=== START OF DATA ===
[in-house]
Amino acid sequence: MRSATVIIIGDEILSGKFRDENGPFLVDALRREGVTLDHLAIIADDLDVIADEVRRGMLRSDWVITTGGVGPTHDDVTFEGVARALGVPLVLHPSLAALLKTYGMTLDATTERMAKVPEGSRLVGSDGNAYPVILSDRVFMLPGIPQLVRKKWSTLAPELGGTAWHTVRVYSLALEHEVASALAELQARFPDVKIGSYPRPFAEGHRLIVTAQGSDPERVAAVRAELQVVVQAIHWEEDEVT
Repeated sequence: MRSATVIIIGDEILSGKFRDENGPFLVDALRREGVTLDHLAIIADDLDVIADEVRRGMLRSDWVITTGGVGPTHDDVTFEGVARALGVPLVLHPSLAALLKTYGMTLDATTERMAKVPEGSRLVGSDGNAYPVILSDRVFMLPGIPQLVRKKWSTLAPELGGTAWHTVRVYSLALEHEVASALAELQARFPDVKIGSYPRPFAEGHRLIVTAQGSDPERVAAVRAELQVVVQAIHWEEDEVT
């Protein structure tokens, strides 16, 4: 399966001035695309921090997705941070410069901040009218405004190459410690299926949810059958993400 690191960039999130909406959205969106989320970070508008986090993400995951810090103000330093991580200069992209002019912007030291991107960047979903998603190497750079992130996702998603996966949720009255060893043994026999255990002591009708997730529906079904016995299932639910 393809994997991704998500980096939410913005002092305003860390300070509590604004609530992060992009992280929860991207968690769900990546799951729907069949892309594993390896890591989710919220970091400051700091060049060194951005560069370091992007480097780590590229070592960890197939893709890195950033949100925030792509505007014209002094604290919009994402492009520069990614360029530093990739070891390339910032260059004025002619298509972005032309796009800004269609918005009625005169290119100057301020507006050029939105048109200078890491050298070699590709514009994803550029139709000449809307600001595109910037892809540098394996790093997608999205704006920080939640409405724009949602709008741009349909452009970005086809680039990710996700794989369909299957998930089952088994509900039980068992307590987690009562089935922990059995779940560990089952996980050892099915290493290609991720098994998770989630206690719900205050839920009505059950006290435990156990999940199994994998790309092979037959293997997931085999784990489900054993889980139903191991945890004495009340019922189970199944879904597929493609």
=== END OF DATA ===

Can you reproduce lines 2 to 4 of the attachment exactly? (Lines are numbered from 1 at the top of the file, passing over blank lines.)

Amino acid sequence: MRSATVIIIGDEILSGKFRDENGPFLVDALRREGVTLDHLAIIADDLDVIADEVRRGMLRSDWVITTGGVGPTHDDVTFEGVARALGVPLVLHPSLAALLKTYGMTLDATTERMAKVPEGSRLVGSDGNAYPVILSDRVFMLPGIPQLVRKKWSTLAPELGGTAWHTVRVYSLALEHEVASALAELQARFPDVKIGSYPRPFAEGHRLIVTAQGSDPERVAAVRAELQVVVQAIHWEEDEVT
Repeated sequence: MRSATVIIIGDEILSGKFRDENGPFLVDALRREGVTLDHLAIIADDLDVIADEVRRGMLRSDWVITTGGVGPTHDDVTFEGVARALGVPLVLHPSLAALLKTYGMTLDATTERMAKVPEGSRLVGSDGNAYPVILSDRVFMLPGIPQLVRKKWSTLAPELGGTAWHTVRVYSLALEHEVASALAELQARFPDVKIGSYPRPFAEGHRLIVTAQGSDPERVAAVRAELQVVVQAIHWEEDEVT
């Protein structure tokens, strides 16, 4: 399966001035695309921090997705941070410069901040009218405004190459410690299926949810059958993400 690191960039999130909406959205969106989320970070508008986090993400995951810090103000330093991580200069992209002019912007030291991107960047979903998603190497750079992130996702998603996966949720009255060893043994026999255990002591009708997730529906079904016995299932639910 393809994997991704998500980096939410913005002092305003860390300070509590604004609530992060992009992280929860991207968690769900990546799951729907069949892309594993390896890591989710919220970091400051700091060049060194951005560069370091992007480097780590590229070592960890197939893709890195950033949100925030792509505007014209002094604290919009994402492009520069990614360029530093990739070891390339910032260059004025002619298509972005032309796009800004269609918005009625005169290119100057301020507006050029939105048109200078890491050298070699590709514009994803550029139709000449809307600001595109910037892809540098394996790093997608999205704006920080939640409405724009949602709008741009349909452009970005086809680039990710996700794989369909299957998930089952088994509900039980068992307590987690009562089935922990059995779940560990089952996980050892099915290493290609991720098994998770989630206690719900205050839920009505059950006290435990156990999940199994994998790309092979037959293997997931085999784990489900054993889980139903191991945890004495009340019922189970199944879904597929493609």